IDF Leaflets Warn 'Wanted' Palestinian Youths: We're Going to Catch You

Israeli soldiers posted leaflets picturing four Palestinian youths from Kafr Qaddum; the boys and their families say they are living in fear.

Israeli soldiers entered the West Bank village of Kafr Qaddum several days ago for an unconventional mission - to post leaflets that, from a distance, looked innocent enough, but upon closer inspection proved to be photographs of four youths from the village bearing the caption, in faulty Arabic: “We are the army. Be careful. If we see you, we’re going to catch you or come to your house.” A blog covering Israel and Palestine, 972mag.com, first reported on the posters on its site.

In the five days since the pages were posted on Saturday night, the four boys have been the hot topic in the village. Inhabitants stop to ask them why the army is looking for them, and their families are concerned.

“We are of school age,” says Sari Braham, one of the youths pictured on the leaflets posted by the Israel Defense Forces soldiers. "We didn’t think Israel and its army would do this. We are afraid that at any moment the army will come for us. I feel ‘wanted’ [for questioning], and every time I see a jeep at the entrance to school I go home.”

Jamal, Sari's father, said the pictures the army posted were extremely disturbing. “I fear for my son’s life," he said. "How can an army that claims to be the strongest in the region threaten children?”

Kafr Qaddum has been the site of demonstrations every Friday for years, due to the closure of the road connecting it to Nablus. The IDF acknowledges the area is considered one of the main demonstration sites in the West Bank, and the army usually disperses protests with tear gas, shock grenades and sometimes uses “skunk,” a foul-smelling liquid, used for crowd control. In the past the army also used dogs, but has stopped this practice.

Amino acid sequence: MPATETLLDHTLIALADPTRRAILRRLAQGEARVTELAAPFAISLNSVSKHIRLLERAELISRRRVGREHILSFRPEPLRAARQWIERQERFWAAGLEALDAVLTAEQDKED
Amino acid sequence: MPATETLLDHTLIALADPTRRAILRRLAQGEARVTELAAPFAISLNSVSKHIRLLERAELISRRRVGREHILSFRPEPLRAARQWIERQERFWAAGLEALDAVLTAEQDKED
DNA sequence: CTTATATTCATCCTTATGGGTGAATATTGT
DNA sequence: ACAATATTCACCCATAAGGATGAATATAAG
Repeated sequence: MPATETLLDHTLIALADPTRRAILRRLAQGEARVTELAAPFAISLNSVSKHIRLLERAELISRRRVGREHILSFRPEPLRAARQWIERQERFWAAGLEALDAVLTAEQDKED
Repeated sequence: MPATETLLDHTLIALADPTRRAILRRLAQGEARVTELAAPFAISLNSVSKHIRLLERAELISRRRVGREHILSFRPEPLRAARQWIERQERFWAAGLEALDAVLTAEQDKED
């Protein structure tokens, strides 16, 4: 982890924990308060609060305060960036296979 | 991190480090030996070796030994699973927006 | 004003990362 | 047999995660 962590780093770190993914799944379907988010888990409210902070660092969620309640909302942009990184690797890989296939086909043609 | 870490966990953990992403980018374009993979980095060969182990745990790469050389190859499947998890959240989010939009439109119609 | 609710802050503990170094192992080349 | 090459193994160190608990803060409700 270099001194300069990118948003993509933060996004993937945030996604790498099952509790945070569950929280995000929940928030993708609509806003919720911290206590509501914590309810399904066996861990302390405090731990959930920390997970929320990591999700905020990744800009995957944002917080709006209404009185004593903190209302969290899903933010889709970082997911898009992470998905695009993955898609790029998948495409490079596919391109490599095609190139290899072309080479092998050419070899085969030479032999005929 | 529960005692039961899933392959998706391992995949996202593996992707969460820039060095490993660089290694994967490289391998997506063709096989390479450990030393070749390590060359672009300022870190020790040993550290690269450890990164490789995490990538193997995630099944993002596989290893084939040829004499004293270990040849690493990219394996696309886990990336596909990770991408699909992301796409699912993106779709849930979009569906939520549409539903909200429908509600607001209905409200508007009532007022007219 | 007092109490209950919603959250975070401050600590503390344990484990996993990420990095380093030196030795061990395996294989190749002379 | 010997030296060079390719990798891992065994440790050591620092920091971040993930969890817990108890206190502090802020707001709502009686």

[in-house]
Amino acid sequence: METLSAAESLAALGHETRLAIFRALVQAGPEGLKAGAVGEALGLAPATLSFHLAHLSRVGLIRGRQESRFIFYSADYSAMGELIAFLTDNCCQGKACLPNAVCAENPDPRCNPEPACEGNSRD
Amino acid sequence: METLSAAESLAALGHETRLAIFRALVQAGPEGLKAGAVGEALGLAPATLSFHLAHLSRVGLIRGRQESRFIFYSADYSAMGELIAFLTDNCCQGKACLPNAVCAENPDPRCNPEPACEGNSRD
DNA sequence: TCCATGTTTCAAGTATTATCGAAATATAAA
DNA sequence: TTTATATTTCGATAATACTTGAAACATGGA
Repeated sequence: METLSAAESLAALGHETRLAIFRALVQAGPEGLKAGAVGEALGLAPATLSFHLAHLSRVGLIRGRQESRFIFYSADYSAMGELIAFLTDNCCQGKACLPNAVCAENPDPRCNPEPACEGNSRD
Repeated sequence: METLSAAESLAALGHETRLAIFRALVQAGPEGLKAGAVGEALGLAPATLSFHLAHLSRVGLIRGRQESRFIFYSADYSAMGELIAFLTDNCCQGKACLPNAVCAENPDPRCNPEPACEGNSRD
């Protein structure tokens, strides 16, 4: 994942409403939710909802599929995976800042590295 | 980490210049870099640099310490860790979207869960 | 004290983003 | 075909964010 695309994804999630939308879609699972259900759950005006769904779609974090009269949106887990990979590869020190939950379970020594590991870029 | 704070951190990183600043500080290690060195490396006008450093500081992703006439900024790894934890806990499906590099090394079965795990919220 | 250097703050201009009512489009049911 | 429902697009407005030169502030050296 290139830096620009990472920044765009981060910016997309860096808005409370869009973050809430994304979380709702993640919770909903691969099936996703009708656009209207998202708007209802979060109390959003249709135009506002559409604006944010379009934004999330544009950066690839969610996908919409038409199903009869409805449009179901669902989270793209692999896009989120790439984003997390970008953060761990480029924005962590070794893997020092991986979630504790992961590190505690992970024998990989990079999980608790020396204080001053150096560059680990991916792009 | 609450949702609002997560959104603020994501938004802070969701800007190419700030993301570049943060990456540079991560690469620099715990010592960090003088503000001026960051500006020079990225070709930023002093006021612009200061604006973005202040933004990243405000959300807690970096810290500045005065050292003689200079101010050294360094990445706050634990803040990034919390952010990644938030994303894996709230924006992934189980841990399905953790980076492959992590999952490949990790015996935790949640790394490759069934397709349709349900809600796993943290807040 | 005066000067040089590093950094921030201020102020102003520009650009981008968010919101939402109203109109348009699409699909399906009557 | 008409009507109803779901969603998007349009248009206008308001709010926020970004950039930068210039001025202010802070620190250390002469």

According to village resident Hilmi Shatiwi, “It’s all because of the demonstrations. We demonstrate because they’ve closed off the main road for 10 years and they don’t allow us free access to our lands."

He added that the army hasn’t been able to stop the demonstrations and has sought new ways to thwart them. "Now they’ve put up the leaflets," Shatiwi said. "They probably thought that people would be frightened to go to to the demonstration and that this would stop it, but we say it doesn’t matter what they do – they won’t stop the demonstration.”

“Every minute I’m thinking they’re coming to arrest me at night,” says Abboud Jum’a, 16, also pictured on the leaflet. “I sleep with my shoes on, so I’ll be able to escape. When I’m at school that’s all I think about.” The youths told Haaretz that another of the boys whose picture was posted has gone to Jericho.

In the past, the army's Central Command considered dealing with the demonstrations in West Bank villages using psychological warfare. For example, in an attempt to discourage inhabitants from participating in demonstrations, which the army claims are funded by foreign groups, one village leader was pictured in his SUV with the caption “Where do you think the money for this comes from?”

The IDF Spokesman responded: “This activity is among the various measures taken against violent disturbances and stone-throwing."

Another military source said, "This is a local initiative that is part of the IDF's handling of disturbances and stone-throwing. The use of this method will be examined.”
 

Tali Mayer
Tali Mayer